TWENTIETH REGIONAL CONFERENCE FOR EUROPE

(in cooperation with the UN Economic Commission for Europe)

Tel Aviv, Israel, 29 April-3 May 1996
WORLD FOOD SUMMIT: FOOD SECURITY SITUATION AND

ISSUES IN EUROPE


Page
I.WORLD FOOD SECURITY TRENDS 1
II.FOOD SECURITY TRENDS, PROSPECTS AND ISSUES IN THE EUROPE REGION 3
1.Overall food security situation and prospects3
2.Food security prospects for the Traditional Market Economies (TME)5
The nature of the food security problem 5
Food security prospects for the Traditional Market Economies (TME) sub-region 5
The contribution of the sub-region to world food supplies 6
3.The causes and nature of food insecurity in the transition economies7
Food security prospects in the Central and Eastern European Countries (CEEC) 8
Food security prospects in the Baltic States and the Commonwealth of Independent States 9
4.The role of the region in global food security 10
The region's contribution to the export prospects of the developing countries 11
The effects of trade liberalisation 11
Official Development Assistance (ODA), food stocks and food aid 12
Trade liberalisation and food stocks: implications for food aid and food price stability 12
5.World Food Summit and regional goals for food security 13
III.ACTIONS TO ADDRESS REGIONAL FOOD SECURITY 14
1.Ensuring the political and economic environment for food security 15
Basis for action 15
Objectives 15
Actions to be taken 15
2.Securing sustainable safety nets and social support systems for the food insecure 16
Basis for action 16
Objectives 16
Actions to be taken 16
3.Ensuring the availability of adequate food supplies 17
Basis for action 17
Objectives 17
Actions to be taken 18
4.Strengthening the role of Europe in improving global food security 19
Basis for action 19
Objectives 19
Actions to be taken 19
Table 121
Table 224



WORLD FOOD SUMMIT: FOOD SECURITY SITUATION AND ISSUES IN EUROPE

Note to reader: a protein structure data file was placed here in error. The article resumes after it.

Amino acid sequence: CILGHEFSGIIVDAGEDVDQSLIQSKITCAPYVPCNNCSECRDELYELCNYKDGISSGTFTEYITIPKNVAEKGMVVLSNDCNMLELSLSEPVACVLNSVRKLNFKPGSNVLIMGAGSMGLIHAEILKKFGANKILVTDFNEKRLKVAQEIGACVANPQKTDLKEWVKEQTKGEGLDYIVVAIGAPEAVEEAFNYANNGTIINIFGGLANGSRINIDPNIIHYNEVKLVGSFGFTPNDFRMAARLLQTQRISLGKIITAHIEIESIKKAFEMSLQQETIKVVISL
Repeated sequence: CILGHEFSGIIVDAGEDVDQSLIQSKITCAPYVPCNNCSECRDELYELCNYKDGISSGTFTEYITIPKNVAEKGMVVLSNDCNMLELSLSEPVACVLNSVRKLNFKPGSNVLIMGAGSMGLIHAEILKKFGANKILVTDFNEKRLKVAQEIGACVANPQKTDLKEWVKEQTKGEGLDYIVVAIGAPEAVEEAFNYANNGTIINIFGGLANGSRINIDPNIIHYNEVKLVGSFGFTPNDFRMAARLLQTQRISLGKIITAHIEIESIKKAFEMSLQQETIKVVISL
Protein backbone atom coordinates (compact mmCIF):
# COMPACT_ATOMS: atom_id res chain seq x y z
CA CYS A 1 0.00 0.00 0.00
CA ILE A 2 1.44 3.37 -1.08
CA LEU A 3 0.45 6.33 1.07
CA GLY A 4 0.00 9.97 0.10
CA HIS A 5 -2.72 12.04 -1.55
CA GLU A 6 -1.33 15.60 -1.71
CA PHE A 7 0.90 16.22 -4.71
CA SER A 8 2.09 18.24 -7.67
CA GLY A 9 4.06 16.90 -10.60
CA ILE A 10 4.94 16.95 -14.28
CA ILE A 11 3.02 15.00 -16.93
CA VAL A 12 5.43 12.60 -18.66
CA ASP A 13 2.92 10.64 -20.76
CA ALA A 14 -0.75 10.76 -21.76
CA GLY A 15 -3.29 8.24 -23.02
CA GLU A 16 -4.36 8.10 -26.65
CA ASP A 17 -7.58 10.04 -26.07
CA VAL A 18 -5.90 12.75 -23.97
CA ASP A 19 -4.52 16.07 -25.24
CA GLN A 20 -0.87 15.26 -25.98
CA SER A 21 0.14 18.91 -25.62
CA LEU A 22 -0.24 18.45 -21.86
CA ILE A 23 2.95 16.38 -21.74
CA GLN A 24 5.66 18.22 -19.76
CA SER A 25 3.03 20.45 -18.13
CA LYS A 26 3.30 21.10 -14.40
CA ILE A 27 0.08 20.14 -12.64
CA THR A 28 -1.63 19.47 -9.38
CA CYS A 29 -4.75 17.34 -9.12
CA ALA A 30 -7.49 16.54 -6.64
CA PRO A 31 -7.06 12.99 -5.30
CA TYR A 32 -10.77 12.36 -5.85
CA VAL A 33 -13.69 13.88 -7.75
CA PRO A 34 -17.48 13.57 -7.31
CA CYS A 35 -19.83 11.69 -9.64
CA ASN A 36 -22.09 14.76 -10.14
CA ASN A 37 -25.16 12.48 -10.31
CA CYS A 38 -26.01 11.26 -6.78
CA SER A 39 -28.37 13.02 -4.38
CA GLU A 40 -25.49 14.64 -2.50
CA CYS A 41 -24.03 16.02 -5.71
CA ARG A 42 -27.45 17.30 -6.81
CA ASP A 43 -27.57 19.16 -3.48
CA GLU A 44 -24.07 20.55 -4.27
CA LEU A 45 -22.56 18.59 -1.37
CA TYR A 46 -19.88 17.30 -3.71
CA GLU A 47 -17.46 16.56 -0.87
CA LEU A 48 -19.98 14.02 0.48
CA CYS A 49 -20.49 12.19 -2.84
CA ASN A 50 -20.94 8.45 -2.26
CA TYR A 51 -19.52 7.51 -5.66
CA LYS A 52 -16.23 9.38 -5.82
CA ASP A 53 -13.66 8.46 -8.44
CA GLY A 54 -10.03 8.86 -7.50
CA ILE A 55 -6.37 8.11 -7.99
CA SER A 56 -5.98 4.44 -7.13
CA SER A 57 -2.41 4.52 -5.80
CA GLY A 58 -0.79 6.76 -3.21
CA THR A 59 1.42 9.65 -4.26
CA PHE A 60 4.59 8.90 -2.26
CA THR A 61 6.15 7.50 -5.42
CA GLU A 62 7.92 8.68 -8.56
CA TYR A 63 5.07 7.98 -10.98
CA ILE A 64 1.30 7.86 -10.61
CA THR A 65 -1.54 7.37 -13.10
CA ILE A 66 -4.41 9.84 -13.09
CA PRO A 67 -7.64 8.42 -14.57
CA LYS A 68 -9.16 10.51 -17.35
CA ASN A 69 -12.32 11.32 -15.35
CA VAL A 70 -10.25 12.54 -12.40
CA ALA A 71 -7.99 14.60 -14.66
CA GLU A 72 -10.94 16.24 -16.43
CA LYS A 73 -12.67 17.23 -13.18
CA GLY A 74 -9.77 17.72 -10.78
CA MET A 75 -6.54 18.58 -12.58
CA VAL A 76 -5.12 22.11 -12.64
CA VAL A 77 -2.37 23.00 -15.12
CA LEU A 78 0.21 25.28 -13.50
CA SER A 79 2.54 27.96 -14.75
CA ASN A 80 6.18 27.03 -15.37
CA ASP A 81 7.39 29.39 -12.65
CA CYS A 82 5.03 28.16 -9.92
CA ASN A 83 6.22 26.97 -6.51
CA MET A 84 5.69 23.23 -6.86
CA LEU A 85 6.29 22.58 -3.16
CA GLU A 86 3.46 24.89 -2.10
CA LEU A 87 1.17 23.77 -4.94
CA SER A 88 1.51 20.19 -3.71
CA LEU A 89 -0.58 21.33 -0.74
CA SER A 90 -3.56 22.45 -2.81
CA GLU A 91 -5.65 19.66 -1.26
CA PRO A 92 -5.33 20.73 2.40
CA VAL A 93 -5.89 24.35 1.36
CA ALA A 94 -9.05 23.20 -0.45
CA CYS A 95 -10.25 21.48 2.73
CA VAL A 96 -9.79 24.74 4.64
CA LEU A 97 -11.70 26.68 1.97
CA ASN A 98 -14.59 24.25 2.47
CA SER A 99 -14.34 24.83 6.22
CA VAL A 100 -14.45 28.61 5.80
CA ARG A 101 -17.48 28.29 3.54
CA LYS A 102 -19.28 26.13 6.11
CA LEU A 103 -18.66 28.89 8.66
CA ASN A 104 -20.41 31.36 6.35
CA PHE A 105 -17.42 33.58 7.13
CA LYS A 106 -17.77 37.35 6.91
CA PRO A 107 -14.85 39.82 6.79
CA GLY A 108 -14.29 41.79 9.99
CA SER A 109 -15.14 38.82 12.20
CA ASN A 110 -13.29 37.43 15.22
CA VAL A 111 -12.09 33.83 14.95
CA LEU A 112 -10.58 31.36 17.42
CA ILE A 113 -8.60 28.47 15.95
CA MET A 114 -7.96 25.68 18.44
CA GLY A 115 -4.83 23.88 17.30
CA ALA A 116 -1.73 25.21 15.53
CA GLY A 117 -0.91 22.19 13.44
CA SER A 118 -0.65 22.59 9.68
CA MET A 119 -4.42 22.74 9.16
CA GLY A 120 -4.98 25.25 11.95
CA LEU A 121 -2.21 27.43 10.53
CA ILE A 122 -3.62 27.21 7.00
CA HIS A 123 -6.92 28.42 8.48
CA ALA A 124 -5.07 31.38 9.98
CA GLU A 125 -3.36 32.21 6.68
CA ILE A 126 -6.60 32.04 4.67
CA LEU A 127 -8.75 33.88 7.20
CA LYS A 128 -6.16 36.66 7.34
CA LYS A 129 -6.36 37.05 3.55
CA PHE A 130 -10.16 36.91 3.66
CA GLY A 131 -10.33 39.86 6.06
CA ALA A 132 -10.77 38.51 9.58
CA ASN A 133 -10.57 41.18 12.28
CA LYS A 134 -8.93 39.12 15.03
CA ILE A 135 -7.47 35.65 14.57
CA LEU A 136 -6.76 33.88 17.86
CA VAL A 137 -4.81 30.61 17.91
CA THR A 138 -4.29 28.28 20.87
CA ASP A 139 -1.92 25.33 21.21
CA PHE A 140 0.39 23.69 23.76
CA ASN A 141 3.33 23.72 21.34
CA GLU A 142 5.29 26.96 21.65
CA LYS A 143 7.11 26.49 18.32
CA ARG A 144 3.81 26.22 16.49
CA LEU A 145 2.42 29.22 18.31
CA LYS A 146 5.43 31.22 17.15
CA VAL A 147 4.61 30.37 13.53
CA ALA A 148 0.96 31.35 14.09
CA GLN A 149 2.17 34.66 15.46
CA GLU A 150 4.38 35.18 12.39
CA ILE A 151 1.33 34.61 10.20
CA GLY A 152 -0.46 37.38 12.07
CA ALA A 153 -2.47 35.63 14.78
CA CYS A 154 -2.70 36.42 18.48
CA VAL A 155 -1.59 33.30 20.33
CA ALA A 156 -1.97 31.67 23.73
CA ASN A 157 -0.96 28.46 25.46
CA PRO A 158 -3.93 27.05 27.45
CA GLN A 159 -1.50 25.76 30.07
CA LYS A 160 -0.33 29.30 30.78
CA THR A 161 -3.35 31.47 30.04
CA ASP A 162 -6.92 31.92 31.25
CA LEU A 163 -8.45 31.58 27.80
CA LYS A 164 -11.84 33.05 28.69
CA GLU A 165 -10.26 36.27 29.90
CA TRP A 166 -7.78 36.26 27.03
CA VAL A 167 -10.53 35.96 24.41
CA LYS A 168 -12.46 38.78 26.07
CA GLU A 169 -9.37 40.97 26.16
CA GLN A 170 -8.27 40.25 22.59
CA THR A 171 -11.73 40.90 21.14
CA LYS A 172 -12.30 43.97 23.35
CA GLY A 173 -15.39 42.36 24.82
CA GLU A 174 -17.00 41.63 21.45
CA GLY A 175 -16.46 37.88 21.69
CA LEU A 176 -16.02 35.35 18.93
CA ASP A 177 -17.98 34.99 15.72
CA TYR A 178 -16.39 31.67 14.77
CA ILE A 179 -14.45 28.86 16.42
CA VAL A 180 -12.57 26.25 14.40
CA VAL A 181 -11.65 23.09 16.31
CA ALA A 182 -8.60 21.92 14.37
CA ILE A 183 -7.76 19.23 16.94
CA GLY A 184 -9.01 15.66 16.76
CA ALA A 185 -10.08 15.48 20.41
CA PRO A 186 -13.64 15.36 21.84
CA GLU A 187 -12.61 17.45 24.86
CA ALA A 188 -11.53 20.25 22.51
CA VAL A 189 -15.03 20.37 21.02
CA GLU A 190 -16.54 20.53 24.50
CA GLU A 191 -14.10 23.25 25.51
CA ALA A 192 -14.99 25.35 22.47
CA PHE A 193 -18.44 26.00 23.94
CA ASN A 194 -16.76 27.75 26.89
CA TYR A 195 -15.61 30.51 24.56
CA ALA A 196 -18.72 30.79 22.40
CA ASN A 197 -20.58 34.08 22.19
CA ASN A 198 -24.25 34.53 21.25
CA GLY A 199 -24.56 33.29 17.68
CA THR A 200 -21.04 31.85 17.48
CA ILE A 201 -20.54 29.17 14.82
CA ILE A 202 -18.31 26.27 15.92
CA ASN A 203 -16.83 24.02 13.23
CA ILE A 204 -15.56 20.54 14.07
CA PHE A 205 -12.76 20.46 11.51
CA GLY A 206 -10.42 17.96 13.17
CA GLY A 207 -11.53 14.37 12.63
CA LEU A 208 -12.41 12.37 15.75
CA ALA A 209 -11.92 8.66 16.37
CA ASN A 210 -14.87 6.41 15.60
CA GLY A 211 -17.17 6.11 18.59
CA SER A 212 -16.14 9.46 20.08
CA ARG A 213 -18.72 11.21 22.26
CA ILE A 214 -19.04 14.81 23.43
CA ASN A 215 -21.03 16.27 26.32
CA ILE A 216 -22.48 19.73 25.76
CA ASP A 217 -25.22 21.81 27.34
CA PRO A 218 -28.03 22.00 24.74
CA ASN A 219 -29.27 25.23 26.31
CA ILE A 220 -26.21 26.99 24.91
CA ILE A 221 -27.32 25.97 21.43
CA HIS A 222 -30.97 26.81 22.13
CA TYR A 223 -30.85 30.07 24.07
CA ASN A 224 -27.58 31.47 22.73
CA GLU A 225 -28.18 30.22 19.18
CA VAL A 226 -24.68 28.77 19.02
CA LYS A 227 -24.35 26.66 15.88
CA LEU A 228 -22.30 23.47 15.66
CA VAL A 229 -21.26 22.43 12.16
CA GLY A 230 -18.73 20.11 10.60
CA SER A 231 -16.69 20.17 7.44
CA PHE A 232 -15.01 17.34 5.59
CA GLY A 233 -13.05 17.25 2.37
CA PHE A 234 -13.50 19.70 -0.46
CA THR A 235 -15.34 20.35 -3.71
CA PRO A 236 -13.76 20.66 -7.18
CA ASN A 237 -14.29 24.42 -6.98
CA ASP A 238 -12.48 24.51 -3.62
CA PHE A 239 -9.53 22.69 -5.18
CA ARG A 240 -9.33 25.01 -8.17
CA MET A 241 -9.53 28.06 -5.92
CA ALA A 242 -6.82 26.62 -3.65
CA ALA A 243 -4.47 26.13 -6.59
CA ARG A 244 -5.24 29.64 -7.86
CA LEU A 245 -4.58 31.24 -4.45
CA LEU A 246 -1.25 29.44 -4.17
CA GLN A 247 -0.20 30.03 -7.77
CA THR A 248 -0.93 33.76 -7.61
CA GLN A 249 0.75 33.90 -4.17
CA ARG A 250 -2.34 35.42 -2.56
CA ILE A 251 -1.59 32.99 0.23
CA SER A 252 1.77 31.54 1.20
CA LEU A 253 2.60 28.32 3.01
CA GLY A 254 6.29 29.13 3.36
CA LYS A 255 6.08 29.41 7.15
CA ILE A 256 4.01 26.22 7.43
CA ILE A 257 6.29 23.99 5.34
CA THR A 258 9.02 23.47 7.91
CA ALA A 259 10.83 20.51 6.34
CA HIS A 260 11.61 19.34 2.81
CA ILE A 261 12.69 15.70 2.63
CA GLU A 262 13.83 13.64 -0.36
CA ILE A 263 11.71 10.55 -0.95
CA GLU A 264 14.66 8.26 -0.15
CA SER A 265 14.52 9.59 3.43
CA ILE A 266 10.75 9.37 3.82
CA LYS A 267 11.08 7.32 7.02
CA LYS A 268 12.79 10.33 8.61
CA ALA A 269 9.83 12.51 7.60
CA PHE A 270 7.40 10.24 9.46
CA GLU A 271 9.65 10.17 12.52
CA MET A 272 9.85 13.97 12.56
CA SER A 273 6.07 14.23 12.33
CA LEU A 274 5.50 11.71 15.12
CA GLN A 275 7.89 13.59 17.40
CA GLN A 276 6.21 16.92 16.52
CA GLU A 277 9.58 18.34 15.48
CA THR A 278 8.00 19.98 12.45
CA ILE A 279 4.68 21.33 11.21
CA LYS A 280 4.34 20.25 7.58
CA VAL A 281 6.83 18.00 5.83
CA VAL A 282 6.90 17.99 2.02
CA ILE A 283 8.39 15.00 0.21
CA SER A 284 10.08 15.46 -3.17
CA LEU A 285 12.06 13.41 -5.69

1. The Committee on World Food Security expressed its wish to benefit from the perspectives of the Regional Conferences on the major, regionally specific, issues, policies and actions for regional and global food security, as their contribution to the World Food Summit Plan of Action. The purpose of this paper is to stimulate Regional level discussions on food security in Europe and the region's role in global food security. Similar papers have been prepared for the other Regional Conferences to be held in the course of 1996.

I - WORLD FOOD SECURITY TRENDS

2. Over the past three decades, world food production has grown faster than population. Per caput food production is today about 18 percent above that of 30 years ago. Food availabilities for direct human consumption are equivalent to some 2 700 Calories per person per day, up from 2 300 Calories 30 years ago. At the one extreme, in Western Europe per caput food availabilities stand at some 3 500 Calories and in North America at some 3 600. At the other extreme, average per caput food availabilities are only 2 300 Calories in Africa.

3. Despite the considerable progress achieved in increasing per caput food supplies, more than 800 million people in the developing countries were undernourished in the early 1990s. Millions more suffer debilitating diseases related to micro-nutrient deficiencies and to contaminated food and water. Every day, one out of five people in the developing world cannot get enough food to meet their daily needs; in 17 African countries, two or three out of five people do not have adequate food. The regions of Western Europe, North America, Near East and Latin America and the Caribbean had the lowest percentage of undernourished. The largest numbers, though declining, are to be found in Asia but those in Africa have been increasing in total and, in many countries, as a proportion of the population.

4. In addition to the chronically undernourished, civil strife and wars have adversely affected millions of people. Although food assistance is provided to ease their plight, the per person amount provided is too often insufficient for good health. The sharp reduction in food aid availability over the past three years has reduced the capacity to face crisis situations.

5. To bring each undernourished person to his or her respective energy requirement level (2 200 Calories/day) would require, on average, an additional 570 Calories/day. This is obviously an underestimate of any realistic estimate to eliminate undernourishment. World food consumption in 1990-92 was short of such needs by about 3 percent. In more concrete terms, given that cereals represent around 60 percent of the calorie supply of the population of the developing countries, the gap in cereals would represent about 30 million tons of grains (to be compared with about 9-12 million tons of food aid in recent years). The food gap varies widely between regions, ranging from negligible in some Western industrialised countries to about 5 percent in the low-income food-deficit countries (LIFDCs), 10 percent in Africa and close to 5 percent in the developing countries as a whole.